Curing Hospital's Ills Tops Legislators' Agenda

By Rosalind S. Helderman
Washington Post Staff Writer
Thursday, January 3, 2008

Prince George's legislative leaders return to Annapolis this month, pledging that a long-term solution for the county's troubled hospital system is at the top of their priority list.

It's a refrain heard repeatedly in recent years, as lawmakers have decamped to the capital each year promising this will be the year to get a fix for Prince George's Hospital Center and the other county facilities managed by nonprofit Dimensions Health. The hospital system has been losing money and on the edge of closure for years.

Last year, a deal between state and local leaders on a plan to create a hospital authority that would take over from Dimensions fell apart on the final day of the session.

But lawmakers start work Wednesday with a powerful incentive on the table: $50 million in state money that the General Assembly agreed during the autumn special session to reserve for the hospital system. The money will flow only if local and state leaders formally agree to a long-term solution for the system or if the legislature passes a bill that provides a new future.

Quiet meetings have taken place since the special session in the hope of avoiding last year's dissension, when the $329 million deal fell apart. Now, Sen. Ulysses Currie (D-Prince George's) is calling for the County Council and Prince George's County Executive Jack B. Johnson (D) to develop a plan first, in conjunction with Dimensions, and bring it to state leaders for their consideration.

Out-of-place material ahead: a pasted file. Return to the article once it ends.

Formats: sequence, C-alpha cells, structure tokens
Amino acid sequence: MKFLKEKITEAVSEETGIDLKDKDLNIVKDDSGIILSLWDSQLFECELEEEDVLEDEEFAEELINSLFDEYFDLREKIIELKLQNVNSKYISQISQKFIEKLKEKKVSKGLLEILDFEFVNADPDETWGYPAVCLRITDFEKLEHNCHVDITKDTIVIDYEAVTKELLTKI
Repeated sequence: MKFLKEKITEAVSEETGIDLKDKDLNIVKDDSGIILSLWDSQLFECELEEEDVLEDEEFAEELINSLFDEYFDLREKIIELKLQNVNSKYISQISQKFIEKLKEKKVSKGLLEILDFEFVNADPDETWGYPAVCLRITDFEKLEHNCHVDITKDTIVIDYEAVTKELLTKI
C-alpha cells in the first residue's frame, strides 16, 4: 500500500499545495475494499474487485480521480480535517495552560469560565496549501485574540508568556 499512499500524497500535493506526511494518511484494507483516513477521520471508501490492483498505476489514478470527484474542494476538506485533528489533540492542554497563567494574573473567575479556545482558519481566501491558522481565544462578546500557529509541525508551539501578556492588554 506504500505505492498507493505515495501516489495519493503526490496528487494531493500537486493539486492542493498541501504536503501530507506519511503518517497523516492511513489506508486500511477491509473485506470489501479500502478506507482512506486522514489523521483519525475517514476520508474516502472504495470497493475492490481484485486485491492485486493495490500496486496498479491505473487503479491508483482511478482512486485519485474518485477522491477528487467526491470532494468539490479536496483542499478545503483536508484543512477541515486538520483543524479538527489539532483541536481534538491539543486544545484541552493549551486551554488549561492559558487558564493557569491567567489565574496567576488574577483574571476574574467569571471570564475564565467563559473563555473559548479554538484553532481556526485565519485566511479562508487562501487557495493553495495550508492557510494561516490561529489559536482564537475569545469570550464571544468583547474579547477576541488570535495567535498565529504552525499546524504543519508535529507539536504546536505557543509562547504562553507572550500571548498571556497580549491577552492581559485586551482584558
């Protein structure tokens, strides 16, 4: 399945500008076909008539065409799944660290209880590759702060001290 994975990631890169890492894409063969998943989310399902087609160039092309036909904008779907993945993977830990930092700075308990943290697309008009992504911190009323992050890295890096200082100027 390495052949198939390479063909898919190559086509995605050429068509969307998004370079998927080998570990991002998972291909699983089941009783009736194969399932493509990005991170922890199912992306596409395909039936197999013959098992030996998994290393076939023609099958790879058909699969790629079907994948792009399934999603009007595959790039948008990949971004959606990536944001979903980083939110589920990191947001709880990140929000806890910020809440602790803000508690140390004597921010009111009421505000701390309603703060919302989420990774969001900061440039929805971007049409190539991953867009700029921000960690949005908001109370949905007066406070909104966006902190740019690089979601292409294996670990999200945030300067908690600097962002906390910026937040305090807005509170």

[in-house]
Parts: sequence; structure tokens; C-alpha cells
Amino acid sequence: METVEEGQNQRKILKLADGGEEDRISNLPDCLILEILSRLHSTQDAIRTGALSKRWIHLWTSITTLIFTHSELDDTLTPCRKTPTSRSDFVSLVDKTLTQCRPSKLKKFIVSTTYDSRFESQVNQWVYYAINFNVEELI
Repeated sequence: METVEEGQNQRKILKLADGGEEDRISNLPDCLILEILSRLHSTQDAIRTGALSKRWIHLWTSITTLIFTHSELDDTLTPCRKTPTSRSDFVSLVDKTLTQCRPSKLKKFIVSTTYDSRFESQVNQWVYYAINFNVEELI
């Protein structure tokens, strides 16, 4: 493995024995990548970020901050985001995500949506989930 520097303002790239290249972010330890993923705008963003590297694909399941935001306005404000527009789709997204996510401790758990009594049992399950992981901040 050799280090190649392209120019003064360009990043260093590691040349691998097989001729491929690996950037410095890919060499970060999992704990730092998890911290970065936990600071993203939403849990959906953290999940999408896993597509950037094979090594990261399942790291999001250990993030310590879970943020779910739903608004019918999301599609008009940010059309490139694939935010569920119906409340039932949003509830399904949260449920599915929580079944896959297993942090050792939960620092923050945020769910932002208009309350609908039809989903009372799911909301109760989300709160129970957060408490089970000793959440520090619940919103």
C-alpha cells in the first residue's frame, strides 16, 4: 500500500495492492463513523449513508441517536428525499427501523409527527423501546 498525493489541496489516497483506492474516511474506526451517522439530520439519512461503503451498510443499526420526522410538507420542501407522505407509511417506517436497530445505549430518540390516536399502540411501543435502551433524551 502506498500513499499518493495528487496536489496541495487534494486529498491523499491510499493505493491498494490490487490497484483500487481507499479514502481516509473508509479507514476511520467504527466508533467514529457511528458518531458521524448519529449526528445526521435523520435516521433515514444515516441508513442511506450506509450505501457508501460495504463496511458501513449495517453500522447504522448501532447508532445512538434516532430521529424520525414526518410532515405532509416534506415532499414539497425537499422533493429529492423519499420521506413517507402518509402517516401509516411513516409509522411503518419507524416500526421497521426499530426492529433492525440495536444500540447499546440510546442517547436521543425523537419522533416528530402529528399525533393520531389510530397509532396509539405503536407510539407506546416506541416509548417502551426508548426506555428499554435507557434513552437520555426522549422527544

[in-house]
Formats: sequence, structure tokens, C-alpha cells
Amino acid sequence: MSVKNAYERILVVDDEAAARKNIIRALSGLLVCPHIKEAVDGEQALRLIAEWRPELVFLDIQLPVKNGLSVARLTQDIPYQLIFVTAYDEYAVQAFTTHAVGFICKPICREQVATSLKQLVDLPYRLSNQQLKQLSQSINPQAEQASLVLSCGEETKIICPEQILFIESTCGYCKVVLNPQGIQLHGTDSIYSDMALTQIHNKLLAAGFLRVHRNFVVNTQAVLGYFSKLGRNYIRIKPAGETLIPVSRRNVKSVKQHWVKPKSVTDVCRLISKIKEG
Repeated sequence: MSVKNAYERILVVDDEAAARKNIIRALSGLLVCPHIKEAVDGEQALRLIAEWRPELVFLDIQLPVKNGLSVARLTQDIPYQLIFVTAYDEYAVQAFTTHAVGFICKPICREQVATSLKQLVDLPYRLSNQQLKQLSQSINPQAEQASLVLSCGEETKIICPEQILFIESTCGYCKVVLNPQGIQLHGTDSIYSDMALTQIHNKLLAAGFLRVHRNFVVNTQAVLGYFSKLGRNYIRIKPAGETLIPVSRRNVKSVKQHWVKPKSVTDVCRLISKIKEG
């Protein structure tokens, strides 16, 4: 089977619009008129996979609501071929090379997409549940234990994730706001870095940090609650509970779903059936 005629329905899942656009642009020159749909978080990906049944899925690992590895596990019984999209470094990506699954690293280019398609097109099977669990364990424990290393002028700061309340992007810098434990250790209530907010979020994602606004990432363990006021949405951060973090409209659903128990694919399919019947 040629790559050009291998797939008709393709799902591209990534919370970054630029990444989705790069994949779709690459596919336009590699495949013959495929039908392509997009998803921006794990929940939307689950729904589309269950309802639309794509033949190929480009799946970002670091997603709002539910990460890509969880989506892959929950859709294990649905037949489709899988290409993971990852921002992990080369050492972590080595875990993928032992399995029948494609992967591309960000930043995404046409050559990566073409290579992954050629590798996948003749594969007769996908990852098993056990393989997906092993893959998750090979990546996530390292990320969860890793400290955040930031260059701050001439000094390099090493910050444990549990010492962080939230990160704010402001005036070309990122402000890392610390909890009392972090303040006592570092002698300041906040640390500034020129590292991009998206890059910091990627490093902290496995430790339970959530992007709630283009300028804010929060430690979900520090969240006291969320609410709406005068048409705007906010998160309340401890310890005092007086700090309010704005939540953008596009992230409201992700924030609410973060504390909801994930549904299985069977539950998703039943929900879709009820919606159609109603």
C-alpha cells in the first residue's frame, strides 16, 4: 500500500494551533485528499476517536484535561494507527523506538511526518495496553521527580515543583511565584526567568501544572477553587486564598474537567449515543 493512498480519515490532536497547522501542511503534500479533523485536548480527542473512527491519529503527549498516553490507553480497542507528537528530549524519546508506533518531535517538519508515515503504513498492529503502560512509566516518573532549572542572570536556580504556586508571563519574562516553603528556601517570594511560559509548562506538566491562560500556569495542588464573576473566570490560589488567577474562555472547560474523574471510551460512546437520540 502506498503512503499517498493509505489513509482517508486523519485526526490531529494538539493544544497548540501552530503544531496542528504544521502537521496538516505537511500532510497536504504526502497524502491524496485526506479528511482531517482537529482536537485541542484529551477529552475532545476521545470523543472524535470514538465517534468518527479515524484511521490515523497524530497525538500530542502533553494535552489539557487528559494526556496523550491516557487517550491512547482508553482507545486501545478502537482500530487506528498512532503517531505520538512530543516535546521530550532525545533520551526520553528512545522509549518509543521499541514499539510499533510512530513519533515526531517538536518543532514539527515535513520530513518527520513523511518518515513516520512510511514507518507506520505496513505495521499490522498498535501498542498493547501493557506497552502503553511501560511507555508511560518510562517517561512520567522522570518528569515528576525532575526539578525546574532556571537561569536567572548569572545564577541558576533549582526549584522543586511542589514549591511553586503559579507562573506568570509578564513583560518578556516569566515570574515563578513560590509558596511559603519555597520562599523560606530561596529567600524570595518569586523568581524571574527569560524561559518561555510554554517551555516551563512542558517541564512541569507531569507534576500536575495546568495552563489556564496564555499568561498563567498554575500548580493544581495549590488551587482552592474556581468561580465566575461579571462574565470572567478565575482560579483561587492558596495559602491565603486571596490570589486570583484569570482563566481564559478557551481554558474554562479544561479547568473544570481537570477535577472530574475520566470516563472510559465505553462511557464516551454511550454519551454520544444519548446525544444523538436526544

"Until that happens, it will be difficult, if not impossible, to try to accomplish anything at the state level," he said. "If we go in with the county leading . . . I know the chances of success will be greater."

In addition to the Prince George's Hospital Center in Cheverly, the system includes the Bowie Health Campus, the Laurel Regional Hospital and two nursing homes. Hospital land and buildings are owned by the county and leased for $1 a year to Dimensions, which operates the facilities.

Politicians have said for years they believe the key to righting the system is to phase out the county's role in the system, replace Dimensions with a financially stable hospital owner and provide additional resources for hospital upgrades that could turn aging facilities that serve mostly the poor and uninsured into state-of-the-art facilities that could also draw paying customers.

But hammering out the details on how to achieve that vision, including how much the state and county each should contribute and what should happen to the hospital system's land, has bedeviled elected leaders for years.

This year, two delegates have filed bills for consideration on the hospital issue. One proposal, sponsored by Doyle L. Niemann (D-Prince George's), would create a five-member hospital authority whose members would be appointed by the governor. The authority would take over from Dimensions and manage the system. It also would have the ability to take over the hospital land and buildings.

The authority would also be directed to negotiate with other hospital companies interested in buying the system -- companies that could infuse new cash and energy into it. And the authority would collect grants from both the state and the county, intended to prop up the institution and make it attractive to a new company.

Under Niemann's plan, the state would contribute $161 million over the next seven years in operating cash and capital improvements, while the county would give the new hospital authority $114 million.

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